Atlas at Oregon

Past experiments and theoretical analysis have led to a precise description of the Nature's weak nuclear force, and the force of electromagnetism. This precise description is called the standard model of electroweak physics. These two forces appear on an equal footing in many aspects within the electroweak model, but differ in a significant way: they are transmitted through space by "field" particles with very different masses. The electromagnetic force is mediated by a massless "field" particle, the photon. On the other hand, the weak nuclear force, which is seen naturally as radioactive decay, for example, is mediated by very heavy particles, the W bosons, and the Z boson.

What brings about this important difference in the mass of these "field" particles? This mass difference leads to much of the difference in how the forces are experienced in Nature. The difference is know technically as electroweak symmetry breaking. The Oregon group participates in the ATLAS experiment to investigate this question.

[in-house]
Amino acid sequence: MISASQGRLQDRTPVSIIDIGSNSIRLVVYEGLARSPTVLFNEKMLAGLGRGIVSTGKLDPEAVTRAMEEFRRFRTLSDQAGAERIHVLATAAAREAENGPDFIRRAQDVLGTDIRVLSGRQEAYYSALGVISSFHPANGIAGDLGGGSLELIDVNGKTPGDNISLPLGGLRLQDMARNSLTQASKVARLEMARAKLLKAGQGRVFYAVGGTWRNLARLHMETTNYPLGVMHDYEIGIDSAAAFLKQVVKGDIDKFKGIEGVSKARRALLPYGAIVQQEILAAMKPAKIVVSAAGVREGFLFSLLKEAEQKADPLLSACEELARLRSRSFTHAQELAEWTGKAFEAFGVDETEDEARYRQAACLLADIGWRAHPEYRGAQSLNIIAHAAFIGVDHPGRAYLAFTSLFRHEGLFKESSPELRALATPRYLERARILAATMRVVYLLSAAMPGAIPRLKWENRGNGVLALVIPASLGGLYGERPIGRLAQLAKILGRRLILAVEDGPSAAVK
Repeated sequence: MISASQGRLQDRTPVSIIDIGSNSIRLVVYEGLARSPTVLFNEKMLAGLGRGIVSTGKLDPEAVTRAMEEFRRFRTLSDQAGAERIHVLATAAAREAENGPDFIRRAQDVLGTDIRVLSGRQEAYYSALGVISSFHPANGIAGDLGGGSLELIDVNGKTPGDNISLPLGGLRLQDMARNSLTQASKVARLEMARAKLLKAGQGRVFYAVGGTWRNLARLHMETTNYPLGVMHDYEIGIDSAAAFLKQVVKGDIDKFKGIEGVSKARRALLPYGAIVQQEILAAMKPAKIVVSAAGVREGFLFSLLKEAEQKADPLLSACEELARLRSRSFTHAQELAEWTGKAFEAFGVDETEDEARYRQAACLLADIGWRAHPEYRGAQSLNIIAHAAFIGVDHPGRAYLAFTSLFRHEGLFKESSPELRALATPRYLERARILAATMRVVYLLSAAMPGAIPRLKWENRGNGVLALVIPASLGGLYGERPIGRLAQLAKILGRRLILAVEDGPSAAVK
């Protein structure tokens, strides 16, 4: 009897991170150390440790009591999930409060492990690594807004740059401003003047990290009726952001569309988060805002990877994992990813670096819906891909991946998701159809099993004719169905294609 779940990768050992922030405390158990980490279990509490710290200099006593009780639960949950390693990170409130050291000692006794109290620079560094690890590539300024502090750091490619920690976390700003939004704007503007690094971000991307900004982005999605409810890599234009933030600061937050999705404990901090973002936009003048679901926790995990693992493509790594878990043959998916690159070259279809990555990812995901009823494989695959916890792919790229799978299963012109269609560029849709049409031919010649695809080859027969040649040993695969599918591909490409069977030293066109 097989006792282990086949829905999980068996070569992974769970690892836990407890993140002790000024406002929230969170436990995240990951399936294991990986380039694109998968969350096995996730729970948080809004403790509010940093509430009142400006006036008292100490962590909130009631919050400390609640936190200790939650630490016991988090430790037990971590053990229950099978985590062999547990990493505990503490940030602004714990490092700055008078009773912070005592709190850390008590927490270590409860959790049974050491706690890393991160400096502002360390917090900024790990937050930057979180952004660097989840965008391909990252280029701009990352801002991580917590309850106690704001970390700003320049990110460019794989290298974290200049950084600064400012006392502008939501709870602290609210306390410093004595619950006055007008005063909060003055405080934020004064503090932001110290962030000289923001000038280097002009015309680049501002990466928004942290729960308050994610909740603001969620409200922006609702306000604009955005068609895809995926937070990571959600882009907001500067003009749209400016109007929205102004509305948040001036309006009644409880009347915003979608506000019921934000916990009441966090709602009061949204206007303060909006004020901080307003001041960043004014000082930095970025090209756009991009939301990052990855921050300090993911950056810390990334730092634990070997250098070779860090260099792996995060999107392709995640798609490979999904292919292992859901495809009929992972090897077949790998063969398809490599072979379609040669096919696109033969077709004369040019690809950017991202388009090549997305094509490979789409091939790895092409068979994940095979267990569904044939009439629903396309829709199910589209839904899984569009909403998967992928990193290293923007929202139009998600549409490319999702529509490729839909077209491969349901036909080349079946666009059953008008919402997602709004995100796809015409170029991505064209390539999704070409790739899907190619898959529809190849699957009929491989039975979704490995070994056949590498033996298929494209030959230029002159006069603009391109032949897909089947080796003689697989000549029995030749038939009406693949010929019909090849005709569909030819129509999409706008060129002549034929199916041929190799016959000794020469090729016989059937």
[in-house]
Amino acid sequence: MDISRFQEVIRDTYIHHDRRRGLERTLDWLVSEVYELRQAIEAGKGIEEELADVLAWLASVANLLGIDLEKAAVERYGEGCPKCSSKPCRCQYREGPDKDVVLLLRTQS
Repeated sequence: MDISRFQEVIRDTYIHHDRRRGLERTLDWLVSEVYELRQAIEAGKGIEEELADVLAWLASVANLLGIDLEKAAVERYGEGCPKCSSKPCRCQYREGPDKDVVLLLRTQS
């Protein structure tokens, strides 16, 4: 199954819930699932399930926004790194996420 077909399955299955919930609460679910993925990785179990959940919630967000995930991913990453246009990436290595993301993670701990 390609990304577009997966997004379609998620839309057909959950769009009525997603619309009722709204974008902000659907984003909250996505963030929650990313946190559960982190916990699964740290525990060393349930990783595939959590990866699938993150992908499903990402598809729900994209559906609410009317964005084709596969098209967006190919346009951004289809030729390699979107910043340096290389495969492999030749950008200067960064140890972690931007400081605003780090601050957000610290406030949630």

Four faculty, one research associate, and three graduate students are presently working on ATLAS. Since Oregon joined ATLAS early in 2006, the group has devoted its effort to the process of selection of interesting events generated by the collisions of high energy particles within the ATLAS detector. Many times more events are produced than can be recorded. A High Level Trigger provides an important step in this selection process. Oregon's interest here has been particularly related to selecting tau leptons. Tau leptons are the heaviest leptons, and in many theoretical models are particularly connected to possible evidences of new physics. Optimizing the trigger for their detection is therefore an important activity. Oregon has been working to use the inner tracker data to do this.

As the ATLAS detector collects data from collisions, and data analysis becomes possible, the Oregon group plans to explore the general theme of electroweak symmetry breaking described above through a few different physics studies. These include tau physics, heavy Z boson searches, and black hole production.